The Secret is a rather sudden and forceful cultural phenomenon that I am apparently just a little bit too late in recognizing, much like my narrow-minded inability to recognize the positive merits of iPods or polio vaccinations. A hugely popular self-help “package”, The Secret is presented in both a book and a DVD format, lending its teachings to be published and easily accessible to (let’s face it) bored middle-aged housewives with disposable income the world over. It’s hardly a secret that The Secret is propagated prominently on Oprah, the Ellen DeGeneres show, and, presumably, junior high school soccer games, Costco, and overpriced massage parlors.
The Secret forms it base of philosophy off of the Law of Attraction, proponents of which claim it has its roots in quantum physics, much like how Papa Smurf no doubt is an academic derivation of dispensationalism. The Law of Attraction states that…well, to be honest, I’m not sure exactly what it states, because it has that touch-feely New Age definition that I’m pretty sure is vague enough to please anyone who has already committed $29.95 of their paycheck. It seems to be something like the following:
1) Your thoughts and feelings affect the events that happen in your life;
2) You can do this by drawing your thoughts on blank poster board;
3) Or, instead, you can think about it really, really hard; and
4) I’m not making this shit up.
The makers of The Secret tend to downplay the whole Win, Lose, or Draw combined with armchair psychology thing, believing it to be somewhat of a hard sell. Instead, they promote The Secret as a life-affirming, positive enhancement to the daily routine. Think positive thoughts, they say, and positive things will happen to you.
Which, as everyone knows, is complete hogwash. For instance, every single night I lie awake in my bed and crush my eyes tight, thinking as hard as I possibly can about Scarlett Johansson wearing nothing but a bath towel and a smile, presenting me with a plate of frozen chocolate covered bananas, a fistful of Double Eagles, and an advance copy of Madden 2008. But every morning I wake up to nothing but bran muffins and unfinished ironing, and when I finally show up at my boring job that cute blonde the next team over won’t give me eye contact, let alone the time of day. So, so much for that.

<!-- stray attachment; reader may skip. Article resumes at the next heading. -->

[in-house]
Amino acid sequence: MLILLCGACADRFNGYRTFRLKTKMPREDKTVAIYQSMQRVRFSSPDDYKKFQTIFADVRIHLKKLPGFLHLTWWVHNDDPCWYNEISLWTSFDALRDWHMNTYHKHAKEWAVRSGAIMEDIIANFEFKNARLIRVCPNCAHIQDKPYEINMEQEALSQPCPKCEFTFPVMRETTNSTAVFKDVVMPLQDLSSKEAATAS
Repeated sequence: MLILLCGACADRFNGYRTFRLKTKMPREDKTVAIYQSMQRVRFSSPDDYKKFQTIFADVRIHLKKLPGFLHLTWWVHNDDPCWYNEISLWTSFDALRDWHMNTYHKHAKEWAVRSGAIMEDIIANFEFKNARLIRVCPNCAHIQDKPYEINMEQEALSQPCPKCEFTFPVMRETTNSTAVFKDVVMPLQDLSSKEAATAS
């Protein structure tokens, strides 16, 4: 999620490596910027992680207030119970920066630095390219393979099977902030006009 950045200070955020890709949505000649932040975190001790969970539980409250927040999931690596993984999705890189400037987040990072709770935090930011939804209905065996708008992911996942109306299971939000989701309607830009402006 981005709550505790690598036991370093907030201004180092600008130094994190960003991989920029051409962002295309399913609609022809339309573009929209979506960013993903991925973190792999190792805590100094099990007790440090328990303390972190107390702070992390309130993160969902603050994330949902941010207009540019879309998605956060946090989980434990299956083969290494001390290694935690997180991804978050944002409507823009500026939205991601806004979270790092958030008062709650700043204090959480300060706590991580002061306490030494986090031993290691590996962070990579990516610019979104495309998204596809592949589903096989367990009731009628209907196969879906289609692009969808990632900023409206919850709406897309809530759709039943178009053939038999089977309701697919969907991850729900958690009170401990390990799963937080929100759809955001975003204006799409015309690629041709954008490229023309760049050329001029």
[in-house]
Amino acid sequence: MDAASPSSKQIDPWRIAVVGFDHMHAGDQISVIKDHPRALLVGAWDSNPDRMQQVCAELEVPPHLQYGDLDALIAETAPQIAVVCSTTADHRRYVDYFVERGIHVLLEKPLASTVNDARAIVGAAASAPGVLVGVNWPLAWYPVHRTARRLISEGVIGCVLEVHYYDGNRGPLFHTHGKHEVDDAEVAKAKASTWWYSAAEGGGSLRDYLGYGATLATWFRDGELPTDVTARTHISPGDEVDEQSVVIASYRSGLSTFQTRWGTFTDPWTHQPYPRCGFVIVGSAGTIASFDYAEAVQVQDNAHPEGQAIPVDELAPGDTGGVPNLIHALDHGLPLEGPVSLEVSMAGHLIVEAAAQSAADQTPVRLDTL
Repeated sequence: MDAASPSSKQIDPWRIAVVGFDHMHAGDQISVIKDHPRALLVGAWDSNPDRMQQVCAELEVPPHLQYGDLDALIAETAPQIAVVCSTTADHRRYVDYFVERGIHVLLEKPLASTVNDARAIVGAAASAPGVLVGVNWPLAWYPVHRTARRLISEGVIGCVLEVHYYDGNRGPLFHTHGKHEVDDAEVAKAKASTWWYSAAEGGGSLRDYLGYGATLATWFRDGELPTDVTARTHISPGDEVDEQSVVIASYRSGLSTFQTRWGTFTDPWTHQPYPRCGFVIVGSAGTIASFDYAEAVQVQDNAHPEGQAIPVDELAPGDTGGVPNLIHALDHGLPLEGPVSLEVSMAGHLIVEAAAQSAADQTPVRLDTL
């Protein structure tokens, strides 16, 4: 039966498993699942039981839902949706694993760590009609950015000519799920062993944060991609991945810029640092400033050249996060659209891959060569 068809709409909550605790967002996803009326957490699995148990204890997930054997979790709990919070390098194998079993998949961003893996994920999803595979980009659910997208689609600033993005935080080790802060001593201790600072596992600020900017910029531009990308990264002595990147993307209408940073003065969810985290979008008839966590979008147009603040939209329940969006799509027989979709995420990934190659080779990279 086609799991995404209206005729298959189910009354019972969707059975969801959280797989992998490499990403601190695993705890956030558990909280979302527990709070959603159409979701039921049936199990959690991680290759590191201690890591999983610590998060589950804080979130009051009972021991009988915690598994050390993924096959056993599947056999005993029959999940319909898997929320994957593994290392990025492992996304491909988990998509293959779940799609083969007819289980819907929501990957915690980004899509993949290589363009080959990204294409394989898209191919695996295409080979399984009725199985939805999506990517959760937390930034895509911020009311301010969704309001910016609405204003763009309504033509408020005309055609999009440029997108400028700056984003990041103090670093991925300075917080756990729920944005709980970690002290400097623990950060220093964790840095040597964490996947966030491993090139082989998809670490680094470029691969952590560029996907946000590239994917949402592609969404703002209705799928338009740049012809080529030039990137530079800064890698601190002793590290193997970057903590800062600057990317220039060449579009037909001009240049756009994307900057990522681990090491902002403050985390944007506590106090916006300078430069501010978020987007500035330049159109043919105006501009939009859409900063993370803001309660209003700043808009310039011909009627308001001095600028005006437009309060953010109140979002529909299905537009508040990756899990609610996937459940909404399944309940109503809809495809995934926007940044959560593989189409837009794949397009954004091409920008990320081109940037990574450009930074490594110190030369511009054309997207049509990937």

The Secret is spearheaded by an otherwise pleasant lady with the name of Rhonda Byrne, who kind of looks like a cross between an albino go-go dancer and an amalgamation of the appearance (and, I presume, the personality) of all the past and present female members of Fleetwood Mac. She has the dispensation of exactly the kind of person you expect to meet at a New Age convention somewhere—youthful, energetic, and scares the secular hoobity-joobities out of you.
Incredibly, The Secret proudly advises that its tenets can help you out financially. Most self-help products go through great pains to avoid the “get rich quick” angle, preferring the “scam good hard-earned money for a collection of worthless platitudes you could derive from the punch line on a Bazooka gum wrapper” approach. The producers of the film are up front about the appeal for riches; tell people they’ll find true love, inner peace, or efficient order in their lives, they say, and consumers will pass, thank you very much, as they stop at the state store or the OTB to find their peace, love, and order. But promise them cash, and they’ll line up around the block, clutching their Machu Picchu keychains and Whole Foods discount cards as they patiently wait their turn.
I’m a rather skeptical person by nature. I’m doubtful I’d believe anything that could conceivably show up on the same catalog page as, say, quartz crystals that can harness the earth’s energy, a wild claim I refuse to acknowledge until they can design a manual can opener that doesn’t involve me, at some point, accidentally shoving a sliver of tin into the meaty part of my thumb and loudly proclaiming a rather un-New Age like sentiment. So The Secret’s secret is lost on me; if I’m not buying into Area 51, Kirilian photographs, state lotteries, or Barack Obama, I’m certainly not buying an Australian-based pseudo-psychological documentary-in-quotes-only.
Still, I can’t fault a girl for trying. Even if you’re not a fan of The Secret’s warmed-over Psychology 101 nonsense and its borderline criminal marketing campaign, if nothing else it helps people who need that kind of thing with an easy, positive aspect of their own lives they can concentrate on. Granted, anyone could go to a used book store and pick up a Norman Vincent Peale book for a quarter or watch a couple of episodes of Viva la Bam to make themselves feel superior. But many who believe in The Secret are also those willing to buy pretentious rubbish for five times wholesale and are probably not exactly the most resistant when it comes to buying them several shots at the hotel bar after a grueling day bouncing about in their revealing sun dress pushing powder blue crystal healing stones slash earrings at easily pleased passers-by at the Holistic Convergence 2007 convention booth. Now that’s a positive thought.